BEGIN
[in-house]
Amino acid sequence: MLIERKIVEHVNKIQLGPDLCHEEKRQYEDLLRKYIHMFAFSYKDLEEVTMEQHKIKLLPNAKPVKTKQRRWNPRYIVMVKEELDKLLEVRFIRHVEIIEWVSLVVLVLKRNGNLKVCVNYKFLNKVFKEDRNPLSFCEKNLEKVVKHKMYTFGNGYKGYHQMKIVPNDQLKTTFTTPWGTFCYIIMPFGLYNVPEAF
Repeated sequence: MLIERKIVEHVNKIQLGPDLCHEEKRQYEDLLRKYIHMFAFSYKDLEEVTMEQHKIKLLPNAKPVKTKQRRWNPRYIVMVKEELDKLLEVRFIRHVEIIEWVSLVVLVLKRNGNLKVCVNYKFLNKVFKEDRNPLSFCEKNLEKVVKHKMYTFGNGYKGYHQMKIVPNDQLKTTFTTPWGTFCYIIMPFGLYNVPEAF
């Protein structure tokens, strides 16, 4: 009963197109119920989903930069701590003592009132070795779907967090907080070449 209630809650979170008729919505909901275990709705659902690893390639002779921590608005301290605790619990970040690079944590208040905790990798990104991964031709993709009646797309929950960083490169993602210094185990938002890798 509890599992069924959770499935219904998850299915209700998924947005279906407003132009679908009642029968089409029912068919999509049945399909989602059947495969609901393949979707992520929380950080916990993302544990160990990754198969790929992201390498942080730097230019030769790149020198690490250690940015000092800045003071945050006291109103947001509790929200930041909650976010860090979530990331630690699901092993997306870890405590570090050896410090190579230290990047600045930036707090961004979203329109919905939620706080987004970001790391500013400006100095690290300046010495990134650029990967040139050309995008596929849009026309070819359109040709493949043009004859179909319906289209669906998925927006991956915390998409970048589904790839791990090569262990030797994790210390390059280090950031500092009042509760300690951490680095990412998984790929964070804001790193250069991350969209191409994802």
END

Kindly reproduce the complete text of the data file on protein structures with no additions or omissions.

[in-house]
Amino acid sequence: MLIERKIVEHVNKIQLGPDLCHEEKRQYEDLLRKYIHMFAFSYKDLEEVTMEQHKIKLLPNAKPVKTKQRRWNPRYIVMVKEELDKLLEVRFIRHVEIIEWVSLVVLVLKRNGNLKVCVNYKFLNKVFKEDRNPLSFCEKNLEKVVKHKMYTFGNGYKGYHQMKIVPNDQLKTTFTTPWGTFCYIIMPFGLYNVPEAF
Repeated sequence: MLIERKIVEHVNKIQLGPDLCHEEKRQYEDLLRKYIHMFAFSYKDLEEVTMEQHKIKLLPNAKPVKTKQRRWNPRYIVMVKEELDKLLEVRFIRHVEIIEWVSLVVLVLKRNGNLKVCVNYKFLNKVFKEDRNPLSFCEKNLEKVVKHKMYTFGNGYKGYHQMKIVPNDQLKTTFTTPWGTFCYIIMPFGLYNVPEAF
């Protein structure tokens, strides 16, 4: 009963197109119920989903930069701590003592009132070795779907967090907080070449 209630809650979170008729919505909901275990709705659902690893390639002779921590608005301290605790619990970040690079944590208040905790990798990104991964031709993709009646797309929950960083490169993602210094185990938002890798 509890599992069924959770499935219904998850299915209700998924947005279906407003132009679908009642029968089409029912068919999509049945399909989602059947495969609901393949979707992520929380950080916990993302544990160990990754198969790929992201390498942080730097230019030769790149020198690490250690940015000092800045003071945050006291109103947001509790929200930041909650976010860090979530990331630690699901092993997306870890405590570090050896410090190579230290990047600045930036707090961004979203329109919905939620706080987004970001790391500013400006100095690290300046010495990134650029990967040139050309995008596929849009026309070819359109040709493949043009004859179909319906289209669906998925927006991956915390998409970048589904790839791990090569262990030797994790210390390059280090950031500092009042509760300690951490680095990412998984790929964070804001790193250069991350969209191409994802």